Re: Flattening of statecharts



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From: Andrzej Wasowski (andrzej_wasowski@yahoo.com)
Date: Fri 08 Aug 2003 - 10:06:07 BST


Hi Kinika,

Thank you for your reply indeed. Apparently we misunderstood each
other. I will reply in details hoping that this will clarify my need
(as maybe someone else still knows the answer).

> Far from always resulting in blow-up, 

I did not say always. I said "it is always possible to find a
statechart which will blow-up during flattening".

> flattening
> hierarchical statecharts with *no orthogonality* will
> always result in a statechart with *fewer* states.

Unless you have a flattening algorithm which is "very bad". One can
always add irrelevant states. My question was not connected to any
flattening algorithm. I am interested to know if there is any published
result showing that use of hierarchy gives "inherent" saving.

> What may blow up is the number of transitions between
> states. 

I am generally interested in exposion of "model size", i.e. some
reasonable measure like number of states and number of transitions
times number of actions.

> Where you are likely to have blow-ups in terms of
> states *and* transitions is of course, when
> orthogonality is involved. 

yes but this result is not that interesting as it has been published
before (see paper by Harel&Drusinsky, "On the power of cooperative
concurrency").

> For example, if StateC has
> 4 substates and StateD has 5 substates, and they are
> composed orthogonally, then in the worst case, the
> flattened version of the composition will have 4x5 or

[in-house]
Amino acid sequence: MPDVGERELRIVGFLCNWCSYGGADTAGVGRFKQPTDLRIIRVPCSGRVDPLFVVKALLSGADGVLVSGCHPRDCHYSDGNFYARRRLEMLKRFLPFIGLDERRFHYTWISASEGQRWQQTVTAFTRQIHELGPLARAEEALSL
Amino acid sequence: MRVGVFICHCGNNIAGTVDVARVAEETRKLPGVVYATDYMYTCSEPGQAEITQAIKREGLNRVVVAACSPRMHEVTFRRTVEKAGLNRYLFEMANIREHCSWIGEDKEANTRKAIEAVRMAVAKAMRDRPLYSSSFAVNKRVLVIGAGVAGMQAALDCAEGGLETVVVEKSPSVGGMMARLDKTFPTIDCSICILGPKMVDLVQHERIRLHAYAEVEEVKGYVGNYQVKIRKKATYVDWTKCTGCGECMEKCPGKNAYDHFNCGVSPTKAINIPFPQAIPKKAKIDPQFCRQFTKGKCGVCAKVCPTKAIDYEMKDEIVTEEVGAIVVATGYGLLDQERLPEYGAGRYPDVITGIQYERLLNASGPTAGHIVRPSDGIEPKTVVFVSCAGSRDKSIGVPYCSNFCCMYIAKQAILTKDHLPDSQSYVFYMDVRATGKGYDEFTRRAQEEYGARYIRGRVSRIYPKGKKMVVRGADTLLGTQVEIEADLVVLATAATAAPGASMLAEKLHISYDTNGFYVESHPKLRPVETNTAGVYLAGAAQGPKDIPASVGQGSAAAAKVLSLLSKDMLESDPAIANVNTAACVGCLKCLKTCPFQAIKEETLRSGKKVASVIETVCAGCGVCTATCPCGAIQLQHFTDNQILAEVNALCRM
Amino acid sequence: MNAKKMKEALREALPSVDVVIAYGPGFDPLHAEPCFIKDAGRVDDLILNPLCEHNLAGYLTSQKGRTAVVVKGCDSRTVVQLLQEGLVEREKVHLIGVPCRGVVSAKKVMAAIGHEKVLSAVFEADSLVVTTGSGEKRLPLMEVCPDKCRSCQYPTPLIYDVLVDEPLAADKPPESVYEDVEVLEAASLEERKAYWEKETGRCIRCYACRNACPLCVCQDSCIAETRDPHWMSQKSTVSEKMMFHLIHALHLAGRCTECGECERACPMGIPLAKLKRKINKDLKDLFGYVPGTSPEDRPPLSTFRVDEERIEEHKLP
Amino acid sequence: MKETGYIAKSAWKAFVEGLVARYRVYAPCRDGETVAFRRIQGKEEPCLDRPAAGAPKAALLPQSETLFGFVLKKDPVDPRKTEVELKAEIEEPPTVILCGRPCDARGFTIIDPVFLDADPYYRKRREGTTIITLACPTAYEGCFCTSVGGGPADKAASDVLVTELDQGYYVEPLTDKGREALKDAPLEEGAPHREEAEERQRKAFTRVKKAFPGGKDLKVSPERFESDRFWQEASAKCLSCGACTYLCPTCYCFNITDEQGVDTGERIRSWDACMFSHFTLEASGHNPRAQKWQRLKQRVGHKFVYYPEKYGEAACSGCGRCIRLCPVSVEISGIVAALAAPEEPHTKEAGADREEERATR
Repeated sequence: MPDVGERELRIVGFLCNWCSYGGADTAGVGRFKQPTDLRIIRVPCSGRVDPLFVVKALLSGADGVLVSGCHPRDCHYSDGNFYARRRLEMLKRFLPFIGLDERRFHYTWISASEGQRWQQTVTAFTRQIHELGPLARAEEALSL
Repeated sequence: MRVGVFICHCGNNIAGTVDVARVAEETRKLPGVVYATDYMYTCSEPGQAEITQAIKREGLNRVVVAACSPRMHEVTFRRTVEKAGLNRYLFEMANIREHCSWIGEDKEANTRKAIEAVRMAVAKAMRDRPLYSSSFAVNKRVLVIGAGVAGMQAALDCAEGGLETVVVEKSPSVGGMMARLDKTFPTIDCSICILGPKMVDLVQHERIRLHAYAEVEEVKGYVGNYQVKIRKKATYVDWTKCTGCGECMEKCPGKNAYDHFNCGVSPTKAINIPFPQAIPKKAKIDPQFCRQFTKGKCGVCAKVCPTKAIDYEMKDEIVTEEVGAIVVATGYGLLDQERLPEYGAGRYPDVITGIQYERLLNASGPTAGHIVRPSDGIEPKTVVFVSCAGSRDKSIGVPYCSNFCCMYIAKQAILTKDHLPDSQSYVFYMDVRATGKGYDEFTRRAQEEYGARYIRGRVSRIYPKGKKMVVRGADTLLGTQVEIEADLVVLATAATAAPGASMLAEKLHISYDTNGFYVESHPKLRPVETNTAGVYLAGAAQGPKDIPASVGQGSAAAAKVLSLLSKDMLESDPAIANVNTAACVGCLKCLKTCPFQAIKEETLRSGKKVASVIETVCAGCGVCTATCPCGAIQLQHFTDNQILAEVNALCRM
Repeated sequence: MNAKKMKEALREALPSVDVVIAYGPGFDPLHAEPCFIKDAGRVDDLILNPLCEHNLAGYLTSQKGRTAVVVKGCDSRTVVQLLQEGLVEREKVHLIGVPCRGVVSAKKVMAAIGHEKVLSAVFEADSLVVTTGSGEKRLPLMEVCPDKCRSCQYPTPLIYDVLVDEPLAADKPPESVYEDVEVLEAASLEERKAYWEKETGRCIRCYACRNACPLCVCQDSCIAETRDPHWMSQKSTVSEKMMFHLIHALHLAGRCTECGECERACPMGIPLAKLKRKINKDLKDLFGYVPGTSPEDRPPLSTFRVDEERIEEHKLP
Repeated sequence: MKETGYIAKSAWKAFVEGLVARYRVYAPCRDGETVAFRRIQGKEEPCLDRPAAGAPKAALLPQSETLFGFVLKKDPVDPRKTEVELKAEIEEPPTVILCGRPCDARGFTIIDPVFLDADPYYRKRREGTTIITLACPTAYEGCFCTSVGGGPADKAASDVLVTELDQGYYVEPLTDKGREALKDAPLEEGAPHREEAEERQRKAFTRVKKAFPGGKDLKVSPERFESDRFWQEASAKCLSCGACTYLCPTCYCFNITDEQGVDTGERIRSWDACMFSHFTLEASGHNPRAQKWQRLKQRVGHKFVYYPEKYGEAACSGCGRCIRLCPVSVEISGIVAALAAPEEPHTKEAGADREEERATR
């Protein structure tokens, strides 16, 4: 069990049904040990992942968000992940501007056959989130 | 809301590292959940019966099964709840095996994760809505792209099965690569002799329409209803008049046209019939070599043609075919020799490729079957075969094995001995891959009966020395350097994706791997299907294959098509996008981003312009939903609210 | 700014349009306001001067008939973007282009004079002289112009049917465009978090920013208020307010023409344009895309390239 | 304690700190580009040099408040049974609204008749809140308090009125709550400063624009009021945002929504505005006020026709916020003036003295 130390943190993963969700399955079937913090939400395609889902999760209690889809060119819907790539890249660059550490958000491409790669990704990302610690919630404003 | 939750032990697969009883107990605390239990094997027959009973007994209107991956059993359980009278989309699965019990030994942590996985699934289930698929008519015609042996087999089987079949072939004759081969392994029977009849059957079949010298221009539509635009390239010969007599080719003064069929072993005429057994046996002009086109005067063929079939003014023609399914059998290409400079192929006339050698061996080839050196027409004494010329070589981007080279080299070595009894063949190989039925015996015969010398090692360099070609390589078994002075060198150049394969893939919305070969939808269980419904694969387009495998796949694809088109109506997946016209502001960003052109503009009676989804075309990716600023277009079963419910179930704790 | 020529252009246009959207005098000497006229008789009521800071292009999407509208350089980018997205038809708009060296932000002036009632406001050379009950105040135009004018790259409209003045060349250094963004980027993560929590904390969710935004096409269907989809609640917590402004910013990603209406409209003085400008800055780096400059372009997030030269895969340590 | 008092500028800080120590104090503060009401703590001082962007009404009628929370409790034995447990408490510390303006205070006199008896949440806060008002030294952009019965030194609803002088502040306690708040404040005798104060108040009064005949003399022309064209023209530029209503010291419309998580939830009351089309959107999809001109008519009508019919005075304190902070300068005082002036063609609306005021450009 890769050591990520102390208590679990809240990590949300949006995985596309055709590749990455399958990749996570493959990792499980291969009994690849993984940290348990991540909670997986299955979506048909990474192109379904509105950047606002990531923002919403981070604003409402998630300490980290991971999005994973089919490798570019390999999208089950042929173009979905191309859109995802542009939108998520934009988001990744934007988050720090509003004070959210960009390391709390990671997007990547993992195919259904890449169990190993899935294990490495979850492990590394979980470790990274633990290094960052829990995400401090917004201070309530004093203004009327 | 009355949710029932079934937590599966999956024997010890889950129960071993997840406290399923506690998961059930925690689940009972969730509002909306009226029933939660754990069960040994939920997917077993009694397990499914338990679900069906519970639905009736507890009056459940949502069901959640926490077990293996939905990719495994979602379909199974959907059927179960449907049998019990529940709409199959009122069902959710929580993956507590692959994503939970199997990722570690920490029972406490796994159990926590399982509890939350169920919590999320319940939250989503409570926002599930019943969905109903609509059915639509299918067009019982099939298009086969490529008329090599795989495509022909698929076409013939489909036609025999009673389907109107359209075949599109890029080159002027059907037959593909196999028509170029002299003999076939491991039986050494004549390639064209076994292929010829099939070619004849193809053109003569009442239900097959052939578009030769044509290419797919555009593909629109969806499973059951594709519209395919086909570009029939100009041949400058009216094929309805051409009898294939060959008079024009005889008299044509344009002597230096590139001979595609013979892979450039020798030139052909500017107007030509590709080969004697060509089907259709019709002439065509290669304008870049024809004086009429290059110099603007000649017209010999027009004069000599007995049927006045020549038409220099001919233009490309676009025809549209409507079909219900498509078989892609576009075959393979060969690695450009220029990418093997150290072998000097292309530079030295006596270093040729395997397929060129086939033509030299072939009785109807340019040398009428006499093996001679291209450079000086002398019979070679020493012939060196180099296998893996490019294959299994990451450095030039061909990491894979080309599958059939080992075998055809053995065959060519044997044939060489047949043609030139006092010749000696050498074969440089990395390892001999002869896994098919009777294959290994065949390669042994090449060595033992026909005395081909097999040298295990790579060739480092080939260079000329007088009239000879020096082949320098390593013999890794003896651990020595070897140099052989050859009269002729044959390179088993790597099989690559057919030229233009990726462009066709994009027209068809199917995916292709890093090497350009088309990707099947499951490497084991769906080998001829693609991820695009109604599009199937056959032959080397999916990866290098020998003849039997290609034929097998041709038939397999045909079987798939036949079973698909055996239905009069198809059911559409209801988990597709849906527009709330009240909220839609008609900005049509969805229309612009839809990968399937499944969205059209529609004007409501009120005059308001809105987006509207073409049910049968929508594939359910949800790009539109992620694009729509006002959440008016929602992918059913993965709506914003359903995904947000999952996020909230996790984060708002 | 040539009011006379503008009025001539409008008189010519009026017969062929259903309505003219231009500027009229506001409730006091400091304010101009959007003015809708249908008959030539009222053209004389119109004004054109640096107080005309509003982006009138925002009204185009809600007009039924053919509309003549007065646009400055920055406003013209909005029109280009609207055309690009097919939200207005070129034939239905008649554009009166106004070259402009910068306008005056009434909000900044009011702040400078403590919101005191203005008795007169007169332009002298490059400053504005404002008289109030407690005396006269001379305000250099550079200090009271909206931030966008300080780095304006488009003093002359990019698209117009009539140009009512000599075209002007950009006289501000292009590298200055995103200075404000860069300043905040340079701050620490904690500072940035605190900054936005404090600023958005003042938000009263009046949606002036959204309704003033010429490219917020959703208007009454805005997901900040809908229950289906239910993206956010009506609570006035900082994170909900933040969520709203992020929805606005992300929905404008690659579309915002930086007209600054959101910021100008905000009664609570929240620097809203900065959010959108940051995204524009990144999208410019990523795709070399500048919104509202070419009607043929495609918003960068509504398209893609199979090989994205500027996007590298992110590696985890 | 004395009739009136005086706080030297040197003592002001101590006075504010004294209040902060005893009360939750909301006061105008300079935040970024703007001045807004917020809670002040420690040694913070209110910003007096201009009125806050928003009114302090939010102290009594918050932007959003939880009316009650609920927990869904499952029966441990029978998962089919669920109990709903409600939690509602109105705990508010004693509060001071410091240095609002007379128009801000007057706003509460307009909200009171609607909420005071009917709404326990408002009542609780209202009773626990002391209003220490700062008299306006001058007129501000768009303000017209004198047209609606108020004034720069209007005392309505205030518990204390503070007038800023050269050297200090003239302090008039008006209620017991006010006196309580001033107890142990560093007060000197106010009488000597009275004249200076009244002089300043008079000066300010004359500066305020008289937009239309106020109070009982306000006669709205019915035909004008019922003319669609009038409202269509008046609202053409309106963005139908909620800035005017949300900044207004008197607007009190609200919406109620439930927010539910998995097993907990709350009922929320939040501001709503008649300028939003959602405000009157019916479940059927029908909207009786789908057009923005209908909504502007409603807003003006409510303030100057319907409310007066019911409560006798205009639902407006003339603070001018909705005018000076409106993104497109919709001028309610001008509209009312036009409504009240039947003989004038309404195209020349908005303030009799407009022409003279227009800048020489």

> 20 states. 

This amounts to a well-known fact that the size of product automaton
explodes. I would not call this flattening though. By saying flattening
I mean removing hierarchy, while retaining concurrency. This leads to
a concurrent composition of kind-of Mealy&Moore-machines, or most
preferably just Mealy-machines.

> In general, it is easy to describe a statechart that
> cannot be flattened without blow-up. Infact, I can do
> that right now. [...] I dare
> say that no flattening algorithm can flatten this
> statechart without blow-up.

Firstly this statechart is already flat (in my definition of being
flat) and what you are trying to do is to make a product machine out of
it. Secondly I am not that much interested in description of flattening
algorithms or examples of specific statecharts. I was just asking if
anybody knows a good reference because I need this result for the paper
I am writing otherwise I will have to paste the proof in the paper
(less preferable).

People commonly refer to above mentioned paper of David Harel when
asked about it in the ocnversation. I have read the paper and according
to my understanding this paper does not presens any results related to
hierarchy, but only to cooperative concurrency.

> Finally, I must add that what blows-up in the number
> of states refers to a blow-up in the number of *named*
> states. The number of unique states (or the number of
> state configurations) remains the same after
> flattening. 

If you mean the number of reachable states, then this is
"by-construction". Any transformation which would change it would
change the meaning of the model.

> So, if the flattened statechart is intended for some
> software tool, then probably, you can flatten with
> impunity (in the example above, regardless of whether
> the statechart includes hierarchy or is flattened, the
> software tool will need to explore six state
> configurations).

However not all tools explore states and number of states to explore is
not the only factor you consider while building various tools.

> However, if the flattened statechart
> is intended for a human reader, 

No it is not :).

best regards

andrzej

--
> Andrzej Wasowski, PhD student, IT University of
> Copenhagen
> http://www.mini.pw.edu.pl/~wasowski/


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